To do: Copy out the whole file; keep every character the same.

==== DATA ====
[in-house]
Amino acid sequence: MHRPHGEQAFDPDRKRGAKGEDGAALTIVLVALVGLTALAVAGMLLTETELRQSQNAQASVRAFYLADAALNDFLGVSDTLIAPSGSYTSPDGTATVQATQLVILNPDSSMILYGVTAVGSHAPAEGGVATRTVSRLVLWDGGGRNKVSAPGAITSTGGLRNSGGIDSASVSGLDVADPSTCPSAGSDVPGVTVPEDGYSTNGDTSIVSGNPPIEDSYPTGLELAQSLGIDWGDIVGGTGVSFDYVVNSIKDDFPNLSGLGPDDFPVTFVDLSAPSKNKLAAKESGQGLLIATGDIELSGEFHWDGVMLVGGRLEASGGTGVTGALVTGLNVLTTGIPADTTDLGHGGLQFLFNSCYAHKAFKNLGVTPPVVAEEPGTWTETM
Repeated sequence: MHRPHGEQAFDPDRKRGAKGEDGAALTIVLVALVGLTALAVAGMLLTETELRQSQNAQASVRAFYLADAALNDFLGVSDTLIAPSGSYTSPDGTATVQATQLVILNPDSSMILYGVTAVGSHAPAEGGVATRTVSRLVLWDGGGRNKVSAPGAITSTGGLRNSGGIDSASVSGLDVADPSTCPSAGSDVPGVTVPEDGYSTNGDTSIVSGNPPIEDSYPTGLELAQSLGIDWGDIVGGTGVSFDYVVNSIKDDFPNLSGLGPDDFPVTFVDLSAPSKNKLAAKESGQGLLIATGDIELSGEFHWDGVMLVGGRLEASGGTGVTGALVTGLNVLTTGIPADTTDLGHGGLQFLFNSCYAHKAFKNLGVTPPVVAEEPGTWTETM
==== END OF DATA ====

[in-house]
Amino acid sequence: MHRPHGEQAFDPDRKRGAKGEDGAALTIVLVALVGLTALAVAGMLLTETELRQSQNAQASVRAFYLADAALNDFLGVSDTLIAPSGSYTSPDGTATVQATQLVILNPDSSMILYGVTAVGSHAPAEGGVATRTVSRLVLWDGGGRNKVSAPGAITSTGGLRNSGGIDSASVSGLDVADPSTCPSAGSDVPGVTVPEDGYSTNGDTSIVSGNPPIEDSYPTGLELAQSLGIDWGDIVGGTGVSFDYVVNSIKDDFPNLSGLGPDDFPVTFVDLSAPSKNKLAAKESGQGLLIATGDIELSGEFHWDGVMLVGGRLEASGGTGVTGALVTGLNVLTTGIPADTTDLGHGGLQFLFNSCYAHKAFKNLGVTPPVVAEEPGTWTETM
Repeated sequence: MHRPHGEQAFDPDRKRGAKGEDGAALTIVLVALVGLTALAVAGMLLTETELRQSQNAQASVRAFYLADAALNDFLGVSDTLIAPSGSYTSPDGTATVQATQLVILNPDSSMILYGVTAVGSHAPAEGGVATRTVSRLVLWDGGGRNKVSAPGAITSTGGLRNSGGIDSASVSGLDVADPSTCPSAGSDVPGVTVPEDGYSTNGDTSIVSGNPPIEDSYPTGLELAQSLGIDWGDIVGGTGVSFDYVVNSIKDDFPNLSGLGPDDFPVTFVDLSAPSKNKLAAKESGQGLLIATGDIELSGEFHWDGVMLVGGRLEASGGTGVTGALVTGLNVLTTGIPADTTDLGHGGLQFLFNSCYAHKAFKNLGVTPPVVAEEPGTWTETM